Nobody’s perfect in this area, but proof read your content and maybe get someone else to.

Keyword Stuffing

Ensuring your page has your chosen keyword 20 times isn’t important any more. In fact it might be detrimental. If your content makes no sense because you’re too busy trying to fit in your keywords, don’t be surprised if your rankings suffer.

In the title, description, URL, H1, alt tag and naturally in the flow of the content. That’s enough.

Visuals

Having a site that is just bland black on white won’t impress anybody. It’s fair enough to have the most awesome content in the world, but if your site looks like a dog’s dinner, nobody will want to read it and you’ll miss out on the SEO benefits of having pictures and video. While those benefits might not be widely advertised, it’s definitely true that pages with relevant video and pictures perform better.

Subtlety

Yeah, have a call to action. Place your foremost ads above the fold, right in the reader’s face, but don’t go overboard with ads in the sidebar, ads above the header, ads below the header, ads on the other sidebar, popups, popunders, corner peel ads, slide-in ads.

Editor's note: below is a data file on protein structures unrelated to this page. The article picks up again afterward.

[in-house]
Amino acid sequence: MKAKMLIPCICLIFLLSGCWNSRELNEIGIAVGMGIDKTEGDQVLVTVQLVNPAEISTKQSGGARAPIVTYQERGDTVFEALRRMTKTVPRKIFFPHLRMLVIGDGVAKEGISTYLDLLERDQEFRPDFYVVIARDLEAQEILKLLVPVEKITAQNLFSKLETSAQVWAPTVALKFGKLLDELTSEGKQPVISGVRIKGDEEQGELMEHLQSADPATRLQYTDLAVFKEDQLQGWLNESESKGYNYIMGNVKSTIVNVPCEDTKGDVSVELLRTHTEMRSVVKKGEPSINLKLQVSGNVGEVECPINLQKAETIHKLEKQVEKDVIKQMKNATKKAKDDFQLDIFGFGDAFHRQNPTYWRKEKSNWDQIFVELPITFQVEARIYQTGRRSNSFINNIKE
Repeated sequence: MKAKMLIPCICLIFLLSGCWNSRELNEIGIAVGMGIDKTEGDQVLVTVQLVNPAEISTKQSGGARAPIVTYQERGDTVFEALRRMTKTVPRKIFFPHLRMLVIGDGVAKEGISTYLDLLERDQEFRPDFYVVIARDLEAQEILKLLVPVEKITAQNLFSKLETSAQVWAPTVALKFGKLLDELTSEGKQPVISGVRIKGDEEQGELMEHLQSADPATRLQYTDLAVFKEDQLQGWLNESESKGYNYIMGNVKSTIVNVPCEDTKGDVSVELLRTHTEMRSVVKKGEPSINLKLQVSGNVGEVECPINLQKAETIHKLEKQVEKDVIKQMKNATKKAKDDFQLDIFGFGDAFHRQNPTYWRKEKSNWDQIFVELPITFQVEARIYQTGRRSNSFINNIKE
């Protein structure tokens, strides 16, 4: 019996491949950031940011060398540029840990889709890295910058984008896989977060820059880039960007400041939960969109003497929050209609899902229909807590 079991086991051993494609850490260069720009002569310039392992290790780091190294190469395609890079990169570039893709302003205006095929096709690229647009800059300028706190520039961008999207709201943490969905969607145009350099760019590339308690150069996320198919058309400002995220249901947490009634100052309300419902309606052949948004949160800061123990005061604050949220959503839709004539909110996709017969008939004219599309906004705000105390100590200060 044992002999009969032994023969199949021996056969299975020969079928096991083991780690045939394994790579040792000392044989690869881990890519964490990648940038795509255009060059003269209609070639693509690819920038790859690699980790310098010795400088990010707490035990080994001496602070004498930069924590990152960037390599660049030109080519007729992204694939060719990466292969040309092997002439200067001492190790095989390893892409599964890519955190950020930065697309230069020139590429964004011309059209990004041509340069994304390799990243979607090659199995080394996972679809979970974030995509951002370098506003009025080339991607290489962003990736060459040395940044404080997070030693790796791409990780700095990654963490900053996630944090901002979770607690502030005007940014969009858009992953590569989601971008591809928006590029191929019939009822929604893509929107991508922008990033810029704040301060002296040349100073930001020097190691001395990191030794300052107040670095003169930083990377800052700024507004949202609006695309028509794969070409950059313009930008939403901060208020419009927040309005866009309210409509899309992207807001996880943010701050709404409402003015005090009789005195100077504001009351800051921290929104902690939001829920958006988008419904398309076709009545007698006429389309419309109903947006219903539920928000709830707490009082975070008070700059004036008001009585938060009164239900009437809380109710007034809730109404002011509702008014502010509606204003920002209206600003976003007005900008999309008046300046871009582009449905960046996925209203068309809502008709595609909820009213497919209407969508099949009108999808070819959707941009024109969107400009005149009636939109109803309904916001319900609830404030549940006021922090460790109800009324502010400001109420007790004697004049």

The first rule of selling is that people don’t like to feel they’re being sold to. That’s what too many ads will make people think. And Google won’t like it. Low bounce rate, little informative content, a thin affiliate site. You go down.

Go the Extra Mile

Don’t try to skimp on your sites. What so many people forget is that IM is a career. And like any other, if you go in with no real effort you are never going to be as successful as the guy who puts everything he has into his work.

This endeavor, for many of us, is how we support our families. Why would we want to do a second rate job?

And if you actually do a second rate job, don’t be surprised when you lose your rankings.

We’ll never know what Google will pull out of their hats next, but the simple truth is that they can supply us with highly qualified traffic in large amounts. If you’re into getting organic traffic, play Google’s game by their rules and you’ll be glad you did.